Mandi Em says she rented basement apartments just outside of Vancouver for many years — but one made her feel as if she were in a “prison.”
The door to the suite was inside a crowded garage, and the family would have to squeeze past tons of stuff, which sometimes included multiple boats, to enter the unit. Once inside, the apartment felt small and cramped, and had tiny pocket windows typical of underground apartments. One of the bedroom windows even looked into the garage, says the freelance writer, who goes by Mandi Em professionally.
“When you’re in a basement suite, you have limited control over your surroundings,” says Em, who last lived in that specific apartment with her husband and three young children, lodging that they found unsuitable but one of the only affordable housing options in the area.
“We sacrificed our mental health for four years so that we could save up enough money, and then we moved five hours away,” says Em, who left the Vancouver area in 2018 and now lives in Vernon, B.C. “That’s an excessive solution, but it was the only one we had available… I didn’t think I was going to make it. There were points where I was suicidal.”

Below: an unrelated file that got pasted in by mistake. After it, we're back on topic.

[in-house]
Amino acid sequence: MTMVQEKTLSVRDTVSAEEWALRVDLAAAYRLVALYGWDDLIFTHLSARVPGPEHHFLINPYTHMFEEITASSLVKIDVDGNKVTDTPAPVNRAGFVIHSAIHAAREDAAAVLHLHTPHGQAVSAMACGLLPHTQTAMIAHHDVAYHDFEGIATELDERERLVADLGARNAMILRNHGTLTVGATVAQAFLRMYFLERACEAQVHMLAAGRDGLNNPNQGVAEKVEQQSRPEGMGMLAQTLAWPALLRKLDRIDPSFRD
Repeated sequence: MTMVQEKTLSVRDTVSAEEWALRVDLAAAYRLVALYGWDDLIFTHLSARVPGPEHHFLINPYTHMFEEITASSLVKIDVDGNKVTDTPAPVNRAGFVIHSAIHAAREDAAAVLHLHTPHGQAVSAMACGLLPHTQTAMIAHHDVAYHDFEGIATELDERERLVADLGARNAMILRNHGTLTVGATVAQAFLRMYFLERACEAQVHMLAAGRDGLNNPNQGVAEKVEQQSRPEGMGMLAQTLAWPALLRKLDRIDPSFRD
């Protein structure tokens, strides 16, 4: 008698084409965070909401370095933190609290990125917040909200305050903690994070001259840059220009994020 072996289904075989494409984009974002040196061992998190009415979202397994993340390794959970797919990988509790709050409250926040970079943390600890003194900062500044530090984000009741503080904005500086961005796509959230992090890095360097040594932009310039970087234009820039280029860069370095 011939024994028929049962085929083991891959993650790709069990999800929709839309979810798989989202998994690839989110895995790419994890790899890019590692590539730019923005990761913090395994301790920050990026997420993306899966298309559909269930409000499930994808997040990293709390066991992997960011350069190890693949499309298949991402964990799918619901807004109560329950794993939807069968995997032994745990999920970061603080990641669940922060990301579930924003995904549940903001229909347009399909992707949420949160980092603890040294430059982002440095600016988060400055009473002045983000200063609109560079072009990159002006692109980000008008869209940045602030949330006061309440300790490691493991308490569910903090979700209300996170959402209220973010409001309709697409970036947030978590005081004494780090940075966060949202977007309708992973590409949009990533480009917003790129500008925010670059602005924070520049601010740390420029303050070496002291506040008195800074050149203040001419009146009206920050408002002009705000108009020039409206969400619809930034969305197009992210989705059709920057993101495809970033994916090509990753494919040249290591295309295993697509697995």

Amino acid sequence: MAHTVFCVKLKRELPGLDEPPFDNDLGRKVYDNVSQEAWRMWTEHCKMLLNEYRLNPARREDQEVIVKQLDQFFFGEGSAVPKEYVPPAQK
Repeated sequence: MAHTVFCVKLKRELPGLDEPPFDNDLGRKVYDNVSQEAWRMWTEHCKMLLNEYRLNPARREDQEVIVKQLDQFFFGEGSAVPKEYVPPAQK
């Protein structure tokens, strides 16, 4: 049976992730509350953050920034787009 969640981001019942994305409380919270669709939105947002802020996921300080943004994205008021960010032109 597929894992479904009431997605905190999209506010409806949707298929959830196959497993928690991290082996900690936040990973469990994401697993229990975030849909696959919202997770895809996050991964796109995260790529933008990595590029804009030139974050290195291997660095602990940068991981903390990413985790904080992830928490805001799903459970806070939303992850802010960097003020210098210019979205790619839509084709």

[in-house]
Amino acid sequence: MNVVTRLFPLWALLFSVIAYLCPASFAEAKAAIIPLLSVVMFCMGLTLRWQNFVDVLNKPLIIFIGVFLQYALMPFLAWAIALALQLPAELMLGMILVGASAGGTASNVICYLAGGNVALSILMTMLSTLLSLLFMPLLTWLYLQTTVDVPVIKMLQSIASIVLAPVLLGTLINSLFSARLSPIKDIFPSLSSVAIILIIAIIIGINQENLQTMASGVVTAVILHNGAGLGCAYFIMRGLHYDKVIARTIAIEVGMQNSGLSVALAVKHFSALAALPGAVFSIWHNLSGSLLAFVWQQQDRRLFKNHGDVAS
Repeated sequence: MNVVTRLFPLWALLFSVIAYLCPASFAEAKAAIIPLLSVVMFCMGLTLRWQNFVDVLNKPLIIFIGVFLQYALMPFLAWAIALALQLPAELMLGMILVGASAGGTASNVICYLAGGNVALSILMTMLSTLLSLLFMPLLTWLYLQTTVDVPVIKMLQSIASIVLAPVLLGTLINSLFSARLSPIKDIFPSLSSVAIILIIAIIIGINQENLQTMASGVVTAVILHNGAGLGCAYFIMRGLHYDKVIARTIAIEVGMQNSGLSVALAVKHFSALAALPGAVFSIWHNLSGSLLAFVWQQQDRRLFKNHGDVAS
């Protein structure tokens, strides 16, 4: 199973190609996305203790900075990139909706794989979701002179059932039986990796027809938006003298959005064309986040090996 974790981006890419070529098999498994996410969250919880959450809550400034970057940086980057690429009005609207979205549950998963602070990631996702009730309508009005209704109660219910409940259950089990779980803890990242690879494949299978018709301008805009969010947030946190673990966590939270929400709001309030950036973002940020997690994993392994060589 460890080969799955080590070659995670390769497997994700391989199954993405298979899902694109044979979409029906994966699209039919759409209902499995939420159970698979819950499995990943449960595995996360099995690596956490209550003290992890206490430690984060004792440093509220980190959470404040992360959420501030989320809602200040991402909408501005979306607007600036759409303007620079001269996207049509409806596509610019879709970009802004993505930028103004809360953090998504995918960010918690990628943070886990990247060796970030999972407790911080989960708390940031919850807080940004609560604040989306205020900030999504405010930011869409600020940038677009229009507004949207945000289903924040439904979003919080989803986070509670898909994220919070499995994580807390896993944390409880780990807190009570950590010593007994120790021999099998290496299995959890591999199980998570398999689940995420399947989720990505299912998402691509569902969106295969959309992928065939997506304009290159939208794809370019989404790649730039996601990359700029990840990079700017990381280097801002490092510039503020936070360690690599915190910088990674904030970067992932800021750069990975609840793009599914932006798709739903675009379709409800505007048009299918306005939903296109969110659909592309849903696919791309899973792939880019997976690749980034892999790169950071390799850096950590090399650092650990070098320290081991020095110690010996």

In Canada’s current housing crunch, basement apartments have become affordable housing options for many people. However, renting one may come at the cost of tenants’ mental well-being, and can cause other problems.
More on Broadview: My family’s eviction is a symptom of the housing crisis
Em says that she and her husband experienced mental-health struggles while they lived below ground, and had trouble sleeping due to excessive noise. They were also constantly sick, which they attributed to the mould growing in their windows.
Liz Sinclair Kruth, a registered psychotherapist in Guelph, Ont., says that living in a basement apartment can potentially exacerbate, or even cause mental health challenges.
“There is often less natural light in basement dwellings, which can lead to feeling depressed,” says Sinclair Kruth. “A lack of natural light can also lead to difficulty sleeping and disrupted sleep-wake cycles, which can lead to feeling fatigued but not able to rest properly. There are other potential health concerns of living in basement dwellings that also need to be considered — risks of mould, radon, and increased risk of death or injury in the case of fire.”
Sinclair Kruth suggests that basement dwellers get outside for at least 30 minutes a day, buy plants to take advantage of available natural light and move furniture around to be near windows. And while research is limited, light therapy, such as a lamp to treat seasonal affective disorder, could prove beneficial.
It’s difficult to say how many people deal with mental health problems brought on or exacerbated by living in a basement. Toronto-based landlord and tenant lawyer Caryma Sa’d says that might be because of the high number of illegal rental units.